THE grand old days of Glasgow’s picture houses live long in the memories of Evening Times readers.

After our recent feature on the city’s famous cinemas, reader Robert Downes got in touch to share his stories of happy days spent at the movies.

“I was brought up in Naburn Street in Hutchesontown in the Gorbals and from a very young age, I Ioved going to the pictures,” says the 85-year-old, who now lives in Giffnock.

“Sometimes I would inform my parents that I was going straight from school to the Wellington Palace Picture Hall on Commercial Road.

“In 1945 at the age of 12, I got a part time job there. Every second week my task was to take the Universal News Reel from the Wellington Palace to the Paragon Cinema, renamed the Odeon, in Cumberland Street, and back to the Wellington after being shown.”

He smiles: “This allowed me, much to my delight, to see the pictures which were showing at both cinemas.

“My pay was six shillings per week - thirty pence in today’s money. I did this job until I was 16, when reluctantly, I had to leave to take up an apprenticeship.”

Robert recalls the manager of the Wellington Palace, Jack Murray.

“Back then, you could smoke inside cinemas, but Mr Murray really disliked it,” adds Robert. “During the performance, he would go round the hall spraying scent into the air.

“The Wellington Palace also gave out small scented programme cards to patrons. I used to bring a handful home to my mother to put in the drawers in the house.”

Robert adds: “When I got back from the Paragon, Mr Murray would ask me if they were busy and what picture they were showing.”

Stephen McLauchlan emailed us from western Canada after he spotted our article online.

“I look forward to reading the Evening Times daily online and I enjoyed the article on memories of Glasgow,” he says.

“I was born and raised in Bright Street in the old Garngad, 81 yrs ago and I served my apprenticeship at the St Rollox Railway works on Springburn Road.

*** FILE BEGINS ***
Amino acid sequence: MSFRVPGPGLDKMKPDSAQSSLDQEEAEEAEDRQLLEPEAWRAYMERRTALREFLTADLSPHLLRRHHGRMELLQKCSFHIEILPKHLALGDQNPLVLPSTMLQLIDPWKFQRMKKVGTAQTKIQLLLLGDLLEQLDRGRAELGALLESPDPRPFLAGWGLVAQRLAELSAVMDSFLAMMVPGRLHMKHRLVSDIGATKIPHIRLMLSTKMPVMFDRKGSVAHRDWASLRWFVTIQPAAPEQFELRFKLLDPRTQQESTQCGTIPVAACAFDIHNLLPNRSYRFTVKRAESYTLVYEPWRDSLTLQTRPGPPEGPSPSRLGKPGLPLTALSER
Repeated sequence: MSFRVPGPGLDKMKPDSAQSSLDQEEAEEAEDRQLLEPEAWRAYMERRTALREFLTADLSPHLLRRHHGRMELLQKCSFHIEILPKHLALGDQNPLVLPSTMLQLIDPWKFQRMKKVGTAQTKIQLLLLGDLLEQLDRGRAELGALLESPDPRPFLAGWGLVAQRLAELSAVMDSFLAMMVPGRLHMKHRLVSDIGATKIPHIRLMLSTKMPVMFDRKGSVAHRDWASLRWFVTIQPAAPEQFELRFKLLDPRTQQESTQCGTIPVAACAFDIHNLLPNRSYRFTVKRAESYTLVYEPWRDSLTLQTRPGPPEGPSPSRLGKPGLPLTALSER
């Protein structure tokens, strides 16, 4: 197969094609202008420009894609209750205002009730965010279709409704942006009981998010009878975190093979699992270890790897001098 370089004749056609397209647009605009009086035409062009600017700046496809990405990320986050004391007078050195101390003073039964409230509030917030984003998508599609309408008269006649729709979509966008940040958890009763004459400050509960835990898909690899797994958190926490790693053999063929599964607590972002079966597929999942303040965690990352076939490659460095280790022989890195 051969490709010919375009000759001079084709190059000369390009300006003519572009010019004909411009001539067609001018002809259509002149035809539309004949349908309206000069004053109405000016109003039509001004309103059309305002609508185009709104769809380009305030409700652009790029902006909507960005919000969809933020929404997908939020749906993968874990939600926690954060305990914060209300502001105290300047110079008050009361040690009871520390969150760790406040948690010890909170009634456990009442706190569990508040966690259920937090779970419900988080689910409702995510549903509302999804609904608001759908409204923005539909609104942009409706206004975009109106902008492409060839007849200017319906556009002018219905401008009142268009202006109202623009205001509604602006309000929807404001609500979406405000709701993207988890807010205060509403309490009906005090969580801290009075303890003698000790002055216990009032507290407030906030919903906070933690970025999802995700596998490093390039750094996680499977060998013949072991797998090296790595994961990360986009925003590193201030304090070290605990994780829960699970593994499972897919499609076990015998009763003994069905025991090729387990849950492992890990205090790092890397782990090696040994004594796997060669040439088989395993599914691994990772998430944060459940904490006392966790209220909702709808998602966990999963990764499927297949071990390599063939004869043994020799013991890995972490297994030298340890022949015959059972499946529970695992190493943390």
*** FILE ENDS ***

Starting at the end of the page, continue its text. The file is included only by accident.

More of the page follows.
“I remember going to the Carlton (the entrance was on Royston Hill ) and the Casino movie halls in Castle Street - I remember there were box seats just as you entered the hall of the Casino, where the “winchers“ usually sat.”

He laughs: “Right across the road from the Casino was a water fountain with a lion’s head and a big metal cup attached to the wall with a chain. We didn’t worry about catching anything back then - playing in the middens made you immune to anything anyway!”

Stephen adds: “If you had any money left after the movies you would buy a hot roll from the baker’s in the close across from the library and chew that on the walk home, acting out scenes from the movies, when the good cowboys had shot all the bad guys dead….”

We would love to hear more of your Glasgow memories – where did you grow up? Where did you work? What are your favourite memories of your old neighbourhood? Can you remember the old theatres, dance halls and shops? Which ones stick in your mind?

Through our regular library drop-in events, which have now taken place all over the city, and our letters page and email postbag, we are compiling a fantastic archive of stories and pictures, all dedicated to the city we love.

Please write to Ann Fotheringham, Evening Times, 200 Renfield Street, Glasgow G2 3QB or email with your stories and photos. Don’t forget to include a contact email address or telephone number.